1-3 The sole issue for review is whether the trial court improperly denied the defendants' motion to dissolve the preliminary injunction. The purpose of granting a preliminary or temporary injunction before trial is to prevent a threatened wrong, or further perpetration of injury, until the merits of the case can be determined. Such an order is granted in order to preserve the status quo of the parties. (Bojangles, Inc. v. City of Elmhurst (1976), 39 Ill. App.3d 19, 349 N.E.2d 478.) The issuance of a preliminary injunction is within the sound discretion of the trial court upon a prima facie showing of necessity. (K.F.K. Corp. v. American Continental Homes, Inc. (1975), 31 Ill. App.3d 1017, 335 N.E.2d 156.) The court's exercise of discretion in ordering a preliminary injunction and in denying a motion to dissolve it will not be overturned absent a clear showing of abuse of discretion. (Lonergan v. Crucible Steel Co. of America (1967), 37 Ill.2d 599, 229 N.E.2d 536; Board of Trustees v. Bakalis (1978), 64 Ill. App.3d 967, 382 N.E.2d 26; Shappert v. Roettger (1976), 36 Ill. App.3d 452, 343 N.E.2d 695.) In reviewing the discretion of the trial court, the appellate court may only decide whether the plaintiff has demonstrated the existence of a lawful right for which protection is sought (Bojangles); the plaintiff probably will be entitled to the relief sought if the evidence sustains the allegations of the complaint (City of Chicago v. Airline Canteen Service, Inc. (1978), 64 Ill. App.3d 417, 380 N.E.2d 1106), and the remedy at law is inadequate (K.F.K. Corporation).
4 In their pleadings, the plaintiffs alleged that they had exhausted all administrative remedies and they did not have an adequate remedy at law; that the Board failed to provide adequate notice of the closing of the Edison Branch School; that their children would be deprived of their right to a public education under article X, section 1 of the Illinois Constitution of 1970, and would suffer immediate and irreparable harm due to the inability of their parents to make alternative arrangements for their education. The defendants did not file an answer to the plaintiffs' verified amended complaint until after the court entered its order for a preliminary injunction. Thus, the trial court was required to take all the well-pleaded facts in the complaint as true. McErlean v. Harvey Area Community Organization (1972), 9 Ill. App.3d 527, 292 N.E.2d 479.
The trial court issued the preliminary injunction based on its findings that the plaintiffs proved a prima facie right to the injunction, and the court stated:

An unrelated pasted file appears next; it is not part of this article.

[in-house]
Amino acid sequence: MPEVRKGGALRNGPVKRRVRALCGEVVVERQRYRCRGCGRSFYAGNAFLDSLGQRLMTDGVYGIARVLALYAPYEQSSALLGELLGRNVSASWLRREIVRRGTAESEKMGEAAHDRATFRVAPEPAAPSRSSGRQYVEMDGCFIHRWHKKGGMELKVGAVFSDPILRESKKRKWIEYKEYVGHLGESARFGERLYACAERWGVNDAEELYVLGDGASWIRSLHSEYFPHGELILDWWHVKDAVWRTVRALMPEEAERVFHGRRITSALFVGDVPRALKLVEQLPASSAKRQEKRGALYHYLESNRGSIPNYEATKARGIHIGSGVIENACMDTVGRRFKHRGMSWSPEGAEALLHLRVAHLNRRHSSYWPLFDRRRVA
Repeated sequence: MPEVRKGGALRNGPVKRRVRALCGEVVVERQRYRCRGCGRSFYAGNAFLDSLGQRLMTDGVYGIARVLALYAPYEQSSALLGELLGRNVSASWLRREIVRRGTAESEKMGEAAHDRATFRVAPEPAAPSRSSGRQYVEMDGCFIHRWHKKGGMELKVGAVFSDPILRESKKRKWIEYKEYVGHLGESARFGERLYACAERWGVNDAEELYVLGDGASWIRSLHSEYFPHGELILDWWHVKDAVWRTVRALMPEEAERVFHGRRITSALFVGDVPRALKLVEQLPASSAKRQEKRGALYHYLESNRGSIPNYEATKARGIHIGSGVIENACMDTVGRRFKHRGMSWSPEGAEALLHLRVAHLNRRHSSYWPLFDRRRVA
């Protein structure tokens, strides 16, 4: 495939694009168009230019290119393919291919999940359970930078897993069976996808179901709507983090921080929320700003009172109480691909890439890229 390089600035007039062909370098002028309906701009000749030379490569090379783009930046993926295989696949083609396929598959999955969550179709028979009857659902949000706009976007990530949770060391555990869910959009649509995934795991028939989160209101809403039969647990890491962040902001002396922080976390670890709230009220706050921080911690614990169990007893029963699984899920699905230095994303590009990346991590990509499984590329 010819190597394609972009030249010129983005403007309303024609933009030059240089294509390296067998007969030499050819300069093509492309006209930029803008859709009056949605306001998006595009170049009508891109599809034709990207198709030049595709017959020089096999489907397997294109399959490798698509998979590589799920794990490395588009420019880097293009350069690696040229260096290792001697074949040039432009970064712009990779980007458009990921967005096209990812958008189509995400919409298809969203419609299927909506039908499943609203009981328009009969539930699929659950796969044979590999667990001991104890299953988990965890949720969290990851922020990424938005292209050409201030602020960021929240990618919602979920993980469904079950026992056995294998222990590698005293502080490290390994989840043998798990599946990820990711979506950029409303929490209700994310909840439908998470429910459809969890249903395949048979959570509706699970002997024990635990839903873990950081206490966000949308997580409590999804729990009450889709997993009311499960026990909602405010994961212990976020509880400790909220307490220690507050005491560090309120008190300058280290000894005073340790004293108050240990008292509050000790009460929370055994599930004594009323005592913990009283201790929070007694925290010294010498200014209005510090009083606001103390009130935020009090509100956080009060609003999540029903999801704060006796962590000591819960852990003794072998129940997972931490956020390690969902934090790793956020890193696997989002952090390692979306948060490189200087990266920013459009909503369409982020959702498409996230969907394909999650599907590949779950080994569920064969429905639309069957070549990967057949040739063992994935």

"* * * but for the entry of this Order by the Court, the failure of the Chicago Board of Education to give adequate notice of such closing would deprive the children of such school and their parents as parents and taxpayers of their full right to a public education under Article X, Section 1 of the Illinois Constitution and cause them immediate and irreparable harm thereby * * *."
We believe that the trial court did not abuse its broad discretion in granting the preliminary injunction.
On appeal the defendants argue that the Board of Education has statutory authority to establish attendance areas for its schools, and the court should not interfere with this authority by substituting its judgment for that of the Board. The plaintiffs agree that the School Code creates such powers in the Board and its general superintendent. (Ill. Rev. Stat. 1977, ch. 122, pars. 34-18(7) and 34-8, respectively.) However, the power of the Board and its superintendent is not absolute. A court will interfere with the exercise of legislative powers and substitute its judgment when it appears that the Board has acted palpably arbitrarily, unreasonably or capriciously. Hall v. Board of Education (1977), 48 Ill. App.3d 834, 363 N.E.2d 116. See Byerly v. Board of Education (1978), 65 Ill. App.3d 400, 382 N.E.2d 694; Cohn v. Board of Education (1970), 118 Ill. App.2d 453, 254 N.E.2d 803.
It appears clear, upon an examination of the record in the instant case, that the Board's power to close the Edison Branch School was not in issue. Rather, the issue was whether the Board acted arbitrarily, capriciously or unreasonably by giving late notice to the parents. Thus, judicial intervention was warranted and the trial court properly set a hearing to determine the merits of this issue.
5 The defendants also contend that the plaintiffs lacked standing to enjoin the closing of the Edison Branch School because they did not have an ascertainable right that was entitled to protection. We agree with the trial court's finding that the children of the school and of the plaintiffs did have a right to receive a public education as guaranteed by article X, section 1 of the Illinois Constitution of 1970, and that in order to ...